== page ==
I was lucky to find this book available just in time for a rainy and windy weekend, perfect for letting oneself just stay in and get lost in (more or less) non-stop reading of a book of this kind.

All the references to the past in this book also teased my memory enough to want to go back and reread The Crossing Places as well... Because as usual, I tend to remember the background settings and recurring characters of a series a lot better than the details of each individual mystery, after a while. So I've just got started on rereading the first book now... Even though I also have another new Elly Griffiths book waiting, which does not belong in this series!

Thursday, 7 March 2019

Tooth Fairies and Trolls

  Egner Karius og Baktus.jpg

(Tooth Trolls; drawing by Thorbjørn Egner)

 In the English-speaking tradition, there is the Tooth Fairy, who comes to collect children's teeth (and pays good money for them!). In the Scandinavian tradition, we have Tooth Trolls. I remember them from a book in my childhood; but when I check the facts now, I find that the original is Norwegian - created by Thorbjørn Egner. The trolls were called Karius and Bactus, and they lived in cavities in the teeth of a boy - thriving when he ate sweets and forgot to brush his teeth; but finally driven away by better dental hygiene. 

What brought them to mind for me this week was another visit to the dentist (less than two months after my annual checkup in January, when they found nothing wrong). It happened at lunch on Sunday. Whether it was fairies or trolls at work, they didn't quite succeed: An old artificial tooth crown came loose, but I somehow managed to salvage it rather than swallow it. Phoned the dentist's on Monday morning and got an appointment for Tuesday. In the meantime, I kept a kind of half-fasting diet of soup and yoghurt + meticulous use of toothbrush... And as the dentist saw no evidence of trolls having moved in, he was able to put the crown back. Phew. (For how long this time, remains to be seen!)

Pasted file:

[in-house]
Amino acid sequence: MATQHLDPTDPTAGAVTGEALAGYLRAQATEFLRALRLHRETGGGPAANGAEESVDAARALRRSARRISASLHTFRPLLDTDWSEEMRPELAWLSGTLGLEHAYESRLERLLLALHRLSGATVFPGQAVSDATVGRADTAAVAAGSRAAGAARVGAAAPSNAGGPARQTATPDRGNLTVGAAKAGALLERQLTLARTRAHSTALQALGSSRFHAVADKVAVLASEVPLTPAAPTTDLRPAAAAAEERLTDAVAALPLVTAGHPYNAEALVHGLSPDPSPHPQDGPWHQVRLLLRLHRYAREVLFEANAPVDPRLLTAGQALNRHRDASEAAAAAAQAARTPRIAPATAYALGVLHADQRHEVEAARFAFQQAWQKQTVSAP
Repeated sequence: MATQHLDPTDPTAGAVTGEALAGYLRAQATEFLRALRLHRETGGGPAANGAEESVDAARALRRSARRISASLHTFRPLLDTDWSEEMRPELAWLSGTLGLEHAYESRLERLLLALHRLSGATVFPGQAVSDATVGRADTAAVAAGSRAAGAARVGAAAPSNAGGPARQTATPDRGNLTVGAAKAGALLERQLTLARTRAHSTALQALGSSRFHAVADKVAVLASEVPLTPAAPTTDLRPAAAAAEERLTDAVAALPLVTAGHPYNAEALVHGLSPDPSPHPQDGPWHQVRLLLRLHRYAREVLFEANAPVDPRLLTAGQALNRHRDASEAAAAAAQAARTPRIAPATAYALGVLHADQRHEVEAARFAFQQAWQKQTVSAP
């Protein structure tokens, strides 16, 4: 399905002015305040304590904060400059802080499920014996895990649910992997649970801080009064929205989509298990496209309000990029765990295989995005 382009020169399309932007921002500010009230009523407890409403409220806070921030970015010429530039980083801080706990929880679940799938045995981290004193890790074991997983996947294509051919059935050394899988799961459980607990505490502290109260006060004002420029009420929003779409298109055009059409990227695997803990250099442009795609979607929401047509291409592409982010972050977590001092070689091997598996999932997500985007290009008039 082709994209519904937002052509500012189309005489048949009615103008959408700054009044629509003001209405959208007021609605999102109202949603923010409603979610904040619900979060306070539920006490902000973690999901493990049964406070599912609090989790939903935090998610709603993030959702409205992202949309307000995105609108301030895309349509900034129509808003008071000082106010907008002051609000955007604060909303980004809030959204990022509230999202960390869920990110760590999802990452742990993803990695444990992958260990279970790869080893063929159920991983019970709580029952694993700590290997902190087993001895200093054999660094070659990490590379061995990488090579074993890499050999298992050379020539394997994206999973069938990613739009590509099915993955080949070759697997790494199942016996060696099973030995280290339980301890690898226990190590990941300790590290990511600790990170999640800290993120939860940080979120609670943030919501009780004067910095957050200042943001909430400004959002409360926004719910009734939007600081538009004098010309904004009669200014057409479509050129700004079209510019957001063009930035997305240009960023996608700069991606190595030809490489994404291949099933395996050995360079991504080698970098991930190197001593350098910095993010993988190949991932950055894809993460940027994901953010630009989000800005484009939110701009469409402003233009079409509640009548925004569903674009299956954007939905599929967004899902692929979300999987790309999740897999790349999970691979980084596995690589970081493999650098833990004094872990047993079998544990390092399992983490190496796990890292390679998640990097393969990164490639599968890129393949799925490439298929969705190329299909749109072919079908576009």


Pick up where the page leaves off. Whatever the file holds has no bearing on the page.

Long gone are the days when teeth grew back of themselves and the tooth fairy left money behind for the ones she took away... Nevertheless, I have to say that on the whole, I'm rather thankful for the advances made in dental care since back in my childhood!

 Fairy tale illustration by John Bauer (1882-1918)

Saturday, 2 March 2019


Yellow tulips this weekend, to celebrate the 1st of March! (Never mind the weather forecasts predicting gloomier and more wintry weather again for next week...)

I've also put my yellow curtains back up in the kitchen.

Playful Postcards

Some playful and colourful postcrossing cards received in February. From Germany (the Mole), the Netherlands (Little Red Riding Hood) and Finland (the cow, and the butterfly).